Fla. Researcher Digs for Mars Data

A study published this week in Nature provides a new explanation for how clay formed on Mars, which could help scientists and engineers figure out how to unlock the early climate history of the planet.

Kevin Cannon,  a postdoctoral researcher at the University of Central Florida who led the research while completing his Ph.D. at Brown University, notes that the basic recipe for making clay is to take rock and add heat and water.

He adds that the same material used for ceramics and pottery on Earth is also found on Mars, "and now we think it may have formed beneath a thick steamy atmosphere just after the planet formed."

There are thousands of clay outcrops on the Martian surface and more buried underground. 

This kind of clay is formed by the interaction of water with volcanic rock, leading many scientists to conclude there must have been widespread surface water or an active hydrothermal system at some point in Martian history.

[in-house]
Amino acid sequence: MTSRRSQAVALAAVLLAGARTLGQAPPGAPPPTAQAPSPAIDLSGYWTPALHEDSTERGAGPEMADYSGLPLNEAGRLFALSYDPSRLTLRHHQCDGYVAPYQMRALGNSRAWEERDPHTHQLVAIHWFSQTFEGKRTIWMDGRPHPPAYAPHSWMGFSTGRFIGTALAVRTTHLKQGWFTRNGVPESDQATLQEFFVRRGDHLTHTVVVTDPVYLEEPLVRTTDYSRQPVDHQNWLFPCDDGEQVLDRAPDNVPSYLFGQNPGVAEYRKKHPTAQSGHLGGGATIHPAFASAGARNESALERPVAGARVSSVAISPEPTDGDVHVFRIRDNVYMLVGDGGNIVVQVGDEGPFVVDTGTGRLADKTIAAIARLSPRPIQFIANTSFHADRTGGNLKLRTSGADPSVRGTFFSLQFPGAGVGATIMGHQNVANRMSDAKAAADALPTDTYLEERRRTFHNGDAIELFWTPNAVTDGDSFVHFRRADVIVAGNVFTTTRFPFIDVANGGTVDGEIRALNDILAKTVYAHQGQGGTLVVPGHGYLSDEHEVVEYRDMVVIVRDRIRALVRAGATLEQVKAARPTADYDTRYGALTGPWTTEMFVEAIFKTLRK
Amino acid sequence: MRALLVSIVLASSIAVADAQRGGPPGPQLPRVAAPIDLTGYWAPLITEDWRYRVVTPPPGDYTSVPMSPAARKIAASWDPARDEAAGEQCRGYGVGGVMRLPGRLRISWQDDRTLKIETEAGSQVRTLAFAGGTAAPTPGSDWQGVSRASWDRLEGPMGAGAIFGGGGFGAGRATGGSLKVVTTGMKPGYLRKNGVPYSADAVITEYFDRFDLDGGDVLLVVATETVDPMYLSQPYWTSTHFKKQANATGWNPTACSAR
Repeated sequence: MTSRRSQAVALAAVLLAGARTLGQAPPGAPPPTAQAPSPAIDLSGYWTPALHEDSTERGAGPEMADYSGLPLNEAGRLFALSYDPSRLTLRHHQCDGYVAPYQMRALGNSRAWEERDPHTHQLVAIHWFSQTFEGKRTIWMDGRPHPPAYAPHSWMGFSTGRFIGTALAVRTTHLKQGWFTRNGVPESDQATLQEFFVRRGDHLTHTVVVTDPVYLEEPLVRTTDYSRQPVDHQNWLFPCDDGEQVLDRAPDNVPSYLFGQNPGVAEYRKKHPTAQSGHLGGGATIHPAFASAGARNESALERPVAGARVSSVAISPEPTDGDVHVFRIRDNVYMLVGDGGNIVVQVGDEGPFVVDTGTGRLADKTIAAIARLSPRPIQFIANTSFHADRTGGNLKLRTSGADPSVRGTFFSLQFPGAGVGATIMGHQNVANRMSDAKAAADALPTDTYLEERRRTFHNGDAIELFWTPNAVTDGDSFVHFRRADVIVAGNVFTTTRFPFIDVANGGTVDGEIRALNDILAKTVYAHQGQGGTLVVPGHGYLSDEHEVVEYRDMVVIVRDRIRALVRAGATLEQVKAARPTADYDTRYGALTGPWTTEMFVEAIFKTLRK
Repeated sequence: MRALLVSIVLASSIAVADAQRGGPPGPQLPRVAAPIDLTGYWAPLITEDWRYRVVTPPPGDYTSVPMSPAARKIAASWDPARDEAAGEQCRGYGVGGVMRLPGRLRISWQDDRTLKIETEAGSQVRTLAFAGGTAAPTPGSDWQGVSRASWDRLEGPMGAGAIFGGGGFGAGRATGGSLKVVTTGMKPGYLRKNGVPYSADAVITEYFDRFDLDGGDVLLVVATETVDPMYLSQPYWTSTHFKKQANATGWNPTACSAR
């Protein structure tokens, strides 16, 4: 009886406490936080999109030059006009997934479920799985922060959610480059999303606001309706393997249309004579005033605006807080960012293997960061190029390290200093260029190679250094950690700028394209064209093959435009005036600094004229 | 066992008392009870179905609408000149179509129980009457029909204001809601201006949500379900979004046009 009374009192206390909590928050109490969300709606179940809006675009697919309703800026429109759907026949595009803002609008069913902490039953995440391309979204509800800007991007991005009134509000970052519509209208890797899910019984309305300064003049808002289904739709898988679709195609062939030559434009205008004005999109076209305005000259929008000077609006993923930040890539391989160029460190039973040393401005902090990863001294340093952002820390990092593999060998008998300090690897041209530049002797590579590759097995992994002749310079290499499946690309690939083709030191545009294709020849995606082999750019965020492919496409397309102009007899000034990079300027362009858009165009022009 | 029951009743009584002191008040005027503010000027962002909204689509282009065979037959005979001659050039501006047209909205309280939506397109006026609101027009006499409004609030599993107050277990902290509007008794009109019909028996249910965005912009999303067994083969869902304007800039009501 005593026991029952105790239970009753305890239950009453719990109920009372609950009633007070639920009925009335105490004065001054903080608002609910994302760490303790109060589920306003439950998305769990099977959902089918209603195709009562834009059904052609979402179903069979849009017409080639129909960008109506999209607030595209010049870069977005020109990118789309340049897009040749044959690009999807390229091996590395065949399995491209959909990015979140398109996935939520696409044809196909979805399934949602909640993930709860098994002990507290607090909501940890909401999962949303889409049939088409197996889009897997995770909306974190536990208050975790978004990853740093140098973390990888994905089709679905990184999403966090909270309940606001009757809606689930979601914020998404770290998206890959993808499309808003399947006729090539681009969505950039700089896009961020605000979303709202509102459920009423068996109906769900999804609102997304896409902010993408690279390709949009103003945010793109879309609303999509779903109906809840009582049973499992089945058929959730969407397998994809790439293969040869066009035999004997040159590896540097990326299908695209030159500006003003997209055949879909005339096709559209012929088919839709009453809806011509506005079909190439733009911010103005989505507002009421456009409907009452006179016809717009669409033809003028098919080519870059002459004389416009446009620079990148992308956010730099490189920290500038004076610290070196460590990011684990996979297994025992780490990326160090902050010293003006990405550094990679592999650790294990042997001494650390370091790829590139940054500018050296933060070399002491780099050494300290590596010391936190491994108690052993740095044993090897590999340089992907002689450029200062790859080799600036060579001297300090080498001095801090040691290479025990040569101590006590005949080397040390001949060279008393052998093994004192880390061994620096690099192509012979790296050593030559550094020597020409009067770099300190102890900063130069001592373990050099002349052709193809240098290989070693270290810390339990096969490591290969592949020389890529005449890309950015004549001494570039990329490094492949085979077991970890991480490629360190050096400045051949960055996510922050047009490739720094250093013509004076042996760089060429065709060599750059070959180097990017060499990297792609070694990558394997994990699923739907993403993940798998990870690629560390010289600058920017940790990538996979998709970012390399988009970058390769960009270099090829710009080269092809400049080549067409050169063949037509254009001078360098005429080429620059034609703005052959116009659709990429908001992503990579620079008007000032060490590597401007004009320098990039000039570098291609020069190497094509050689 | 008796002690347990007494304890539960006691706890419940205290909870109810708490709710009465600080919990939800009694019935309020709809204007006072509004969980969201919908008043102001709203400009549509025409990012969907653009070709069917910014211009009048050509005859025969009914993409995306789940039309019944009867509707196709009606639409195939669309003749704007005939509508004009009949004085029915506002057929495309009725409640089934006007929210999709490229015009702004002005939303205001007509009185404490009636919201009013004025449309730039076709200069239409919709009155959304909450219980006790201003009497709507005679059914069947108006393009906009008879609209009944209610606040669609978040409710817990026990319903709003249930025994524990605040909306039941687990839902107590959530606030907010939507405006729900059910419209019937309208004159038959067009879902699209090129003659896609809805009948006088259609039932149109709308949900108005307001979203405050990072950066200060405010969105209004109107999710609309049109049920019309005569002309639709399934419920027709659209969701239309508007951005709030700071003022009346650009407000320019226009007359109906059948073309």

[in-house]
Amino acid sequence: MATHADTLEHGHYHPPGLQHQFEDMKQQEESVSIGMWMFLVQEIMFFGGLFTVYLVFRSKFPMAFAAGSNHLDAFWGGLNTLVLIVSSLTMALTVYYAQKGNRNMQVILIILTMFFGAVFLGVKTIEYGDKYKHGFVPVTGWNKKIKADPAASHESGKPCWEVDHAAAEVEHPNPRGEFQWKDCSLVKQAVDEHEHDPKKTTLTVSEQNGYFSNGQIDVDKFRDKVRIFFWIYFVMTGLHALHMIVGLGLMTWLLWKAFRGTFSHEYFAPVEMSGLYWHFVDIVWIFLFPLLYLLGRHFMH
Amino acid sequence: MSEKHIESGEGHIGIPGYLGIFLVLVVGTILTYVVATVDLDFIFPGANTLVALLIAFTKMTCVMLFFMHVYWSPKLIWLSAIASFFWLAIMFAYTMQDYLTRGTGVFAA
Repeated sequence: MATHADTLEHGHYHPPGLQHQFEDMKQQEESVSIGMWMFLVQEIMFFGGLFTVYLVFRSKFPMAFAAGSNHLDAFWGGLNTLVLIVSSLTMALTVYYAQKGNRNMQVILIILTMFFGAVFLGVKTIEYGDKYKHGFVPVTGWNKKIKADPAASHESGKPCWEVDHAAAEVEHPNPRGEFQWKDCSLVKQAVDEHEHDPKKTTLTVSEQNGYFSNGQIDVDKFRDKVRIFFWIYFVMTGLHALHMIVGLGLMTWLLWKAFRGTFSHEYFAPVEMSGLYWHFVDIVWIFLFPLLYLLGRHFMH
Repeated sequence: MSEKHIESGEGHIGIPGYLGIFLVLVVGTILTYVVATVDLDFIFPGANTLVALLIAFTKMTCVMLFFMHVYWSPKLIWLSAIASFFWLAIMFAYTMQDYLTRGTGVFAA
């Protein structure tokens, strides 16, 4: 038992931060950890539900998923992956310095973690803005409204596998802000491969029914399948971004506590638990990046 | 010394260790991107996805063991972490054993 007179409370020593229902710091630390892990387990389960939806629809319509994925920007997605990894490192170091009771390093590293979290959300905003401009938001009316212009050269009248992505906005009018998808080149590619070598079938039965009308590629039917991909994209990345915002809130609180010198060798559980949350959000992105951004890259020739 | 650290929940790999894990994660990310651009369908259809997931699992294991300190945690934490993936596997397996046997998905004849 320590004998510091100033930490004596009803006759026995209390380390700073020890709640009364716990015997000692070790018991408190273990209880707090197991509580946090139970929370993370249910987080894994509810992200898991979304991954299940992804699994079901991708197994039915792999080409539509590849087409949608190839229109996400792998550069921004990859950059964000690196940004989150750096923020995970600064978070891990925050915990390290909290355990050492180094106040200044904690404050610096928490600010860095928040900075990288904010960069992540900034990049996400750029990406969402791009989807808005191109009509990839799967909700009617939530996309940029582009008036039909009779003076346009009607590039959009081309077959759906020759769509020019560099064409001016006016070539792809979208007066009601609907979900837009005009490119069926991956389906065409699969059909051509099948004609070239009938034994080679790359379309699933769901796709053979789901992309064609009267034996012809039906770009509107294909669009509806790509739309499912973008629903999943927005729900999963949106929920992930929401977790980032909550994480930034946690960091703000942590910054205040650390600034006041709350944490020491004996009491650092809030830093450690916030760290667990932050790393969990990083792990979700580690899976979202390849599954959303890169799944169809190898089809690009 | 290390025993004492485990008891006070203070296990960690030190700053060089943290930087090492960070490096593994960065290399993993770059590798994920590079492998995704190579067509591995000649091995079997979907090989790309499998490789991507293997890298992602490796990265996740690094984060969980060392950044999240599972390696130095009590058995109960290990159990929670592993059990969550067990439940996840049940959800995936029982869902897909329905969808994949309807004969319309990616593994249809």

But the new research suggests the clays formed during the creation of the Martian crust itself, long before any water could have flowed on the planet. 

The scattering of the clay would be the result of impacts on the Red planet years after its initial formation.

Cannon and his co-authors said the scenario offers a means of creating widespread clay deposits that doesn't require a warm and wet climate or a sustained hydrothermal system on early Mars.

To test his theory, Cannon and his team recreated the conditions of early Mars in a lab at Brown. 

They used synthetic Mars basalt, high temperatures and pressure vessels to see what would happen. 

Cannon says a combination of lab experiments and computer modeling support the new theory. 

By better understanding the formation of the clay and its evolution over time, researchers will have more clues in figuring out the earliest history of Mars and potentially other planets, Cannon says.


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